People are usually smuggled illegally in containers like these. Franklin Felber has invented a sensor that can detect sound behind metal walls. (via Franklin Felber)

Human smuggling is still a prominent issue in various countries around the world. Since people are usually smuggled in trucks, train compartments, or shipping container made of metal it becomes difficult to detect them. While politicians and authorities all over are searching for solutions to prevent human trafficking, Franklin Felber has come up with a new invention. Felber, who works at the San Diego consulting company Starmark, has developed an acoustic sensor that's supposed to be sensitive enough to detect a person's breathing from behind metal walls.



I imagine the frightening sound... in the cargo hold, the system pounds on the container walls. Incessant, continuous sound. 


The system, which costs $10,000 per unit, uses an acoustic sensor that looks like a hammer which bangs against a thin metal plate designed to be attached to the walls of the container. This combination of hammer on plate creates a sound that resonates at a certain frequency that can pass through metal. From there, the signal bounces back to an acoustic receiver, which distinguishes between sounds reflected by still objects and ones that move. The sensors can also detect small and slow motions and have high resolution tracking and locating devices.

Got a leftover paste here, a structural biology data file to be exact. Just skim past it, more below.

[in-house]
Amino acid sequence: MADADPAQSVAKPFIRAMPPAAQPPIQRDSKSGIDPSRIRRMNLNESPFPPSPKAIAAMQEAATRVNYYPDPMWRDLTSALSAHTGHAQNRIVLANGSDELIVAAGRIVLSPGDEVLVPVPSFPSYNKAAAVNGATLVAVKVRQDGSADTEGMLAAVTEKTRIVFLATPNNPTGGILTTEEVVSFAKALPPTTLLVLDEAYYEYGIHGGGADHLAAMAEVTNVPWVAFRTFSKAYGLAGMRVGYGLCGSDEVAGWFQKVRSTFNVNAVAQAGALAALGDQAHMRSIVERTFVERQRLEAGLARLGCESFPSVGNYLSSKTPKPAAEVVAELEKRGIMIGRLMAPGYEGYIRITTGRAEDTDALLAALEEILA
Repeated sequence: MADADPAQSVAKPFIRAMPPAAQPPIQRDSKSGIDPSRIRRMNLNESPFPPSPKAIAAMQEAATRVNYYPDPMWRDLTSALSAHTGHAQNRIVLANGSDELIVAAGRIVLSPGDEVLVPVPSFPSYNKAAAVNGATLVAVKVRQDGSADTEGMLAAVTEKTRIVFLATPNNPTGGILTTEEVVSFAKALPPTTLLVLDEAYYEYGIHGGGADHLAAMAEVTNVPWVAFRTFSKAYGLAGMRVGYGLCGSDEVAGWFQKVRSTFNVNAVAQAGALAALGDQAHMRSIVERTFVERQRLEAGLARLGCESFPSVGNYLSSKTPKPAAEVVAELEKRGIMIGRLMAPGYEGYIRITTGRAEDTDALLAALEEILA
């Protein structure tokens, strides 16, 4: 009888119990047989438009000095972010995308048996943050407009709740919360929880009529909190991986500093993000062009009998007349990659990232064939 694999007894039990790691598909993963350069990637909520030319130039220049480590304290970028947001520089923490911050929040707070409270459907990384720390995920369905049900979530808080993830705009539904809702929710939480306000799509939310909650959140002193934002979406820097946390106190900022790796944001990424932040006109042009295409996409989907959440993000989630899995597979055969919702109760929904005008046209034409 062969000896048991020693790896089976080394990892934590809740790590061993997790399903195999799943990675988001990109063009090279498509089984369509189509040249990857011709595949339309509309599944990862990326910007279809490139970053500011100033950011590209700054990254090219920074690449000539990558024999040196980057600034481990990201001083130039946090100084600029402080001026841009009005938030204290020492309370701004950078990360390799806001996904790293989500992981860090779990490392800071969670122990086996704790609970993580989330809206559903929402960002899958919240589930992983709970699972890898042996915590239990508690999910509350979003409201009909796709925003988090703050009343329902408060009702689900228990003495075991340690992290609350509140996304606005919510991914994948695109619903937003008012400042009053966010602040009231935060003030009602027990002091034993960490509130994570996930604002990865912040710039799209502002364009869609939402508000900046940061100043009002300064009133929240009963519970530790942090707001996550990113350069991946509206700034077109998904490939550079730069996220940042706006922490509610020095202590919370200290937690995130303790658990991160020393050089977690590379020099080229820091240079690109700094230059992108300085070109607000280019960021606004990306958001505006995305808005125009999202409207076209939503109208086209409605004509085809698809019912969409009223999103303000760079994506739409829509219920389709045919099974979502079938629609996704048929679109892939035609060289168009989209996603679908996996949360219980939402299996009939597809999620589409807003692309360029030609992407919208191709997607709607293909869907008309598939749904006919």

Though Felber has tested the device numerous times to get it to its current stage, the it still needs to be carefully secured to the wall so it will change resonant frequencies. If not placed properly it can cause the signals to get lost. Yet, Felber remains optimistic that his invention can help and claims it's “capable of remotely and nonintrusively scanning steel cargo containers for stowaways at a rate of two containers per minute.” It seems a bit far fetched that a sensor is the answer to the human smuggling problem; we'll have to wait and see if the product makes good on its word.

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